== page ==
VERO BEACH - On July 5, Indian River County opened the new 84-acre Osprey Acres Stormwater Park and Nature Preserve, just east of Oslo Middle School.
The land was purchased to increase the capacity of the county’s stormwater treatment system while also providing recreational opportunities and a protection against overdevelopment.
The property was originally planned for more than 400 homes. Now it will be a blend of natural Florida ecosystems “including uphill pine, mesic oak hammock, a small scrub area, and now manmade wetlands,” according to a sign posted at the park. “Having these various habitats promotes a wealth of biodiversity within the property.”
The property includes five hiking trails: a 1.8 mile main trail, two .6 mile trails called Marsh Rabbit Run and Bobcat Run, and two .4 mile trails called Woodpecker Way and Gopher Tortoise Trail.
Osprey Acres’ five hiking trails total 3.8 miles. “You Are Here” maps and wildlife information signs are provided in multiple locations.
The Indian River Lagoon Council applauded the project, which was designed by county staff.
“It will treat approximately 12 million gallons per day of effluent from Osprey Marsh Algal Turf Scrubber as well as untreated canal water,” the council said. “The project is estimated to remove over 300 pounds of total phosphorus and over 3,700 pounds of total nitrogen per year. As one of the last large, relatively undisturbed upland areas remaining in Indian River County, it will provide a nature preserve for wildlife.”
According to County Administrator Jason Brown, the project cost $7.4 million, of which $3.6 million came from St. Johns River Water Management District, the Florida Legislature, and the Florida Department of Environmental Protection.
“Most of the property is a dedicated nature preserve and is home to an abundance of native wildlife,” said a statement received from Mr. Brown. “As the planted aquatic portions of the preserve and treatment areas mature, they will become havens for many waterfowl and aquatic animals.”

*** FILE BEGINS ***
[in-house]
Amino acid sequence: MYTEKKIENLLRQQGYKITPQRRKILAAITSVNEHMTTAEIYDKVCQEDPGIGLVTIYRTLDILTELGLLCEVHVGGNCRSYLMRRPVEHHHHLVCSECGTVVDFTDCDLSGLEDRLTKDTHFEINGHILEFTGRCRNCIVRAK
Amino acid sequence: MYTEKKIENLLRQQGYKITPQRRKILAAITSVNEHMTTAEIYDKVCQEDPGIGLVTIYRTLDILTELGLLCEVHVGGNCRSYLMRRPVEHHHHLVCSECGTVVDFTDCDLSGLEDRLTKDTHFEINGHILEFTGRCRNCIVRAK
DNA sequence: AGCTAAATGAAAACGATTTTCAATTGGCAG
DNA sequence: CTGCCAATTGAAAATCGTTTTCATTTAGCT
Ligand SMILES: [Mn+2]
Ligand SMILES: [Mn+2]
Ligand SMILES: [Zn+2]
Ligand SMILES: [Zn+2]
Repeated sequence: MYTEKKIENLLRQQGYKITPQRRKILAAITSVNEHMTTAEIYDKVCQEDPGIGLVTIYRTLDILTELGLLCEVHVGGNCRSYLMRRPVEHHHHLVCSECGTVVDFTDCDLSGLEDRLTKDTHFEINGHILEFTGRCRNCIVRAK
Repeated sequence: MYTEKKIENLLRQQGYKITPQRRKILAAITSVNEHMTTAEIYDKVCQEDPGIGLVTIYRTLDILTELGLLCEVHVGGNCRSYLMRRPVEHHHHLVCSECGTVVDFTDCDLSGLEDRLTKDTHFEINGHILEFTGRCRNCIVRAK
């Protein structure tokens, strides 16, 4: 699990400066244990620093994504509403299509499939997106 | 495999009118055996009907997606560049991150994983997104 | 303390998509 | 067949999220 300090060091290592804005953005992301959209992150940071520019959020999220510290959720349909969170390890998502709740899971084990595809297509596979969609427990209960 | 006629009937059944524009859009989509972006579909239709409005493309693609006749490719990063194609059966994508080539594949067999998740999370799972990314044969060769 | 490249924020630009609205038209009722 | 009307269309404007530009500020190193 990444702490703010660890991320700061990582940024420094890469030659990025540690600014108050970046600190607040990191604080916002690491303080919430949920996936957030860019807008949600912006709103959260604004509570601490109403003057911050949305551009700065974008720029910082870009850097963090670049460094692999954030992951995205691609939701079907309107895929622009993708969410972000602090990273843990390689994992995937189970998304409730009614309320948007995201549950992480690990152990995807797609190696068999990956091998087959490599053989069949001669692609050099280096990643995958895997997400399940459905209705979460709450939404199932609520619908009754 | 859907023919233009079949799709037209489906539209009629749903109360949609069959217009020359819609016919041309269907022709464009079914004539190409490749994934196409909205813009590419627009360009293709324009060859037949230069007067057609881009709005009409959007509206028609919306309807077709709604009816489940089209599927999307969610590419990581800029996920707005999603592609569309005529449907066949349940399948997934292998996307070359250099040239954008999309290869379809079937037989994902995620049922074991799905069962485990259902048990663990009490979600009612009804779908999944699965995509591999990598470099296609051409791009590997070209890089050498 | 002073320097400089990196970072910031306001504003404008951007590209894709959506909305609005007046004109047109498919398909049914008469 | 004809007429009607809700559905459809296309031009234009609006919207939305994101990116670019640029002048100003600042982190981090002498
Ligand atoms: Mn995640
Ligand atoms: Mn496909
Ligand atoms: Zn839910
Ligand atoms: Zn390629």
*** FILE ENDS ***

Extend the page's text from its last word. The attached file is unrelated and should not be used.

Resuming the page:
The St. Johns River Water Management District approved a permit for the park in 2016.
“Osprey Acres will support a district core mission by improving water quality through nutrient reduction,” said St. Johns River Water Management District Executive Director Dr. Ann Shortelle. “Osprey Acres also supports another core mission, protecting natural systems, by preserving more than 60 acres of uplands and creating roughly 17 acres of aquatic habitat for fish and waterfowl.”
The county says Osprey Acres will aide in the treatment of stormwater and reverse osmosis reject water before that water can enter the Indian River Lagoon. The water to be treated at Osprey Acres will come from both the Osprey Marsh Treatment Facility adjacent to the new park, and untreated canal water.
The SJRWMD says Osprey Acres “will be a secondary nutrient removal system for Indian River County’s Osprey Marsh, a treatment facility that removes dissolved nitrogen, phosphorus and other nutrients from 10 million gallons of water daily from the Indian River Farms Water Control District South Relief Canal and up to 1.5 million gallons a day of reverse osmosis demineralization concentrate from the South County Water Treatment Plant.”
“Special treatment cells and a constructed serpentine floway not only filters the surface water, removing nutrients that could have caused harmful algal growth in the lagoon, but now also provide essential wetland habitat for birds, mammals, reptiles, amphibians, fish, and insects, up to 45 % of which are rare and endangered,” reads the park’s welcome sign.
To promote the presence of many animal species, no dogs are allowed in the park other than service animals. Smoking and bicycles are also prohibited.
There are no restrooms or water fountains available, so visitors are urged to bring water to stay hydrated.
Osprey Acres Stormwater Park and Nature Preserve is located at 925 5th St. SW, east of Oslo Middle School. Park hours are 9 a.m.-4 p.m., seven days a week.
To schedule a free guided tour, call (772) 226-1565.